Brian Fagen is a emeritus professor of anthropology at the University of California, Santa Barbara.
In his talk Fagan emphasized a wide view of human history as it unrolls in the landscape of climate. … we can see evidence from ice cores, tree rings, fossil pollen, and historical records, all pointing to the conclusion that people in the past have suffered through global warming periods before. So what happened?
Using data from truffle-hunting historians, Fagan told of how vineyard harvest records in Europe show that England became so warm during the period between 800-1250 AD that England not only had vineyards in its central provinces but it also exported wine to France. The medieval warm period had repercussions throughout society. Iceland and Scandinavia warmed up enough to grow cereal crops, tree lines elevated in mountain areas, and there were longer growing seasons everywhere on the continent.
This warming up of agriculture initiated the first vast clear-cutting of European forests. In the short 200 years between 1100 and 1300, from one-third to one-half of European wooded wilderness was deforested to make way for fields and pastures — shaping the lovely farm scenes we now associate with Europe. (Today only Poland has any remaining virgin forests).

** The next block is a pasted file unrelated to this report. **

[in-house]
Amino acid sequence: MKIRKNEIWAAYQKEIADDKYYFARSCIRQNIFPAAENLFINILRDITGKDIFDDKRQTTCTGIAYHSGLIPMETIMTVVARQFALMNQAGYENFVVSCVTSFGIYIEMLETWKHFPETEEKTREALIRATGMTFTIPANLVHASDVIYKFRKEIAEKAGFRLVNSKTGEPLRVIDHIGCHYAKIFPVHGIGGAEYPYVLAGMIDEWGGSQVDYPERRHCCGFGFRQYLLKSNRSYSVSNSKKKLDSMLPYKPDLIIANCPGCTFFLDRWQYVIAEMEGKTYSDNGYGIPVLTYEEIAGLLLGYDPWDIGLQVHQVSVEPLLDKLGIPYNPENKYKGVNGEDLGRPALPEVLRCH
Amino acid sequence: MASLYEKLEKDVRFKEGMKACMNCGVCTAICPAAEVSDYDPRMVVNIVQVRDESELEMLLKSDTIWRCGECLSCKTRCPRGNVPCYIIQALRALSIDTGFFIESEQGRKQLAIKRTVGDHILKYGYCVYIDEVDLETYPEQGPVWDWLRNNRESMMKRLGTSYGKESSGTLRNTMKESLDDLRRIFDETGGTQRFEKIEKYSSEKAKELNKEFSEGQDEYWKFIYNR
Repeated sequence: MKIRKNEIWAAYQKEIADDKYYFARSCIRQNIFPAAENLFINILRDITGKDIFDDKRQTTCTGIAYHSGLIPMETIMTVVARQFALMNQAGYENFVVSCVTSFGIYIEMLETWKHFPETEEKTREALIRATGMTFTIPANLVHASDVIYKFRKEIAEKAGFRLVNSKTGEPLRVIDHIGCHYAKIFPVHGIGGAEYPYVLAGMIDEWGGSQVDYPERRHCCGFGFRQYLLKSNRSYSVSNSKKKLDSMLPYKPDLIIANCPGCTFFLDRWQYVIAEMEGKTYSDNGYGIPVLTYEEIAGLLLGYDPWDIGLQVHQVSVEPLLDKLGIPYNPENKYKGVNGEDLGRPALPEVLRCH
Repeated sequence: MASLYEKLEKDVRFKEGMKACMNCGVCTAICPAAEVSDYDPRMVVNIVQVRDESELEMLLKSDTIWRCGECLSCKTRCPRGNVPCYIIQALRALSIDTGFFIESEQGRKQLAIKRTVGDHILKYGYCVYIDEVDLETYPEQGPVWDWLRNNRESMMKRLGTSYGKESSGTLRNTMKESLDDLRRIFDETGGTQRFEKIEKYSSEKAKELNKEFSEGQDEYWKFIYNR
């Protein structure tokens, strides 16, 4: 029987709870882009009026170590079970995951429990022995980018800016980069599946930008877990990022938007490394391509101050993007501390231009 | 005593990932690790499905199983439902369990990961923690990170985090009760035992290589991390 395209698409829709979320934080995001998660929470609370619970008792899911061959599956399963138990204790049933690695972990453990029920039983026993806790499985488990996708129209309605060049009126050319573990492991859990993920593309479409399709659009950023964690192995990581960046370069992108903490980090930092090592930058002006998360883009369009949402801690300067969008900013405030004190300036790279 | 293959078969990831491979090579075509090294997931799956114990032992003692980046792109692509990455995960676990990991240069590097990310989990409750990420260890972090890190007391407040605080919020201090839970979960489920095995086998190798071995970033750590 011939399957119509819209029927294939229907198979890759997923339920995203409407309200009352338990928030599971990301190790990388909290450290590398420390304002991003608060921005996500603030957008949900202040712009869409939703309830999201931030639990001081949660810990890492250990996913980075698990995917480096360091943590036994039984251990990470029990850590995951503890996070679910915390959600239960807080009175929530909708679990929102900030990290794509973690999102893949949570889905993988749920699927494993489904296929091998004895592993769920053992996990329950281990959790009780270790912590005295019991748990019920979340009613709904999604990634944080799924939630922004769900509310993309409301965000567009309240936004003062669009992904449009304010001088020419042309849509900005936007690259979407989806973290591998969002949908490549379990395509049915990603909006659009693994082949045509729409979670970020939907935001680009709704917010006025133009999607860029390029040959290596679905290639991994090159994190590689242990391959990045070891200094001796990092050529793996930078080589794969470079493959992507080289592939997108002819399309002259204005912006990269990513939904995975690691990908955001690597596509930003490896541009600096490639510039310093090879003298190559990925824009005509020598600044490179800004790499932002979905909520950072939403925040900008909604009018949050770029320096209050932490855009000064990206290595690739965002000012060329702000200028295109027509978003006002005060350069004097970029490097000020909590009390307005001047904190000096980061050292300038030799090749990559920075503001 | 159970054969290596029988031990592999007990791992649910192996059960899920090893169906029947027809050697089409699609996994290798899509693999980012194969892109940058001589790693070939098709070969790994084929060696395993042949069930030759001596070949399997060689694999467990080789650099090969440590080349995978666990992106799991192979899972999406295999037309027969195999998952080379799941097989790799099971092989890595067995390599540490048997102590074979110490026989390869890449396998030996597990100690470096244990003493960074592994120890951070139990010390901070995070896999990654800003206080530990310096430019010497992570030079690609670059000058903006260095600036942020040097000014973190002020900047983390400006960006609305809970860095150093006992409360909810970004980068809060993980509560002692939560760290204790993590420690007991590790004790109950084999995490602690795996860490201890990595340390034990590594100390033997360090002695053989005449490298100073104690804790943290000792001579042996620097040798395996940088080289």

Fagan says the myth of the medieval warm period is that it was warm. There was all kinds of weather extremes. In 1315 it started to rain for seven years. The newly cleared and naked hills eroded, dams burst, disease spread, and prolonged drought followed.And not just in Europe. Mesoamerica was jolted by long droughts. The Mayan pyramids at Tikal were engineered to act as water collection reservoirs. The collapse of their empire, and others in South America such as the Inca in Peru, are correlated to prolonged droughts.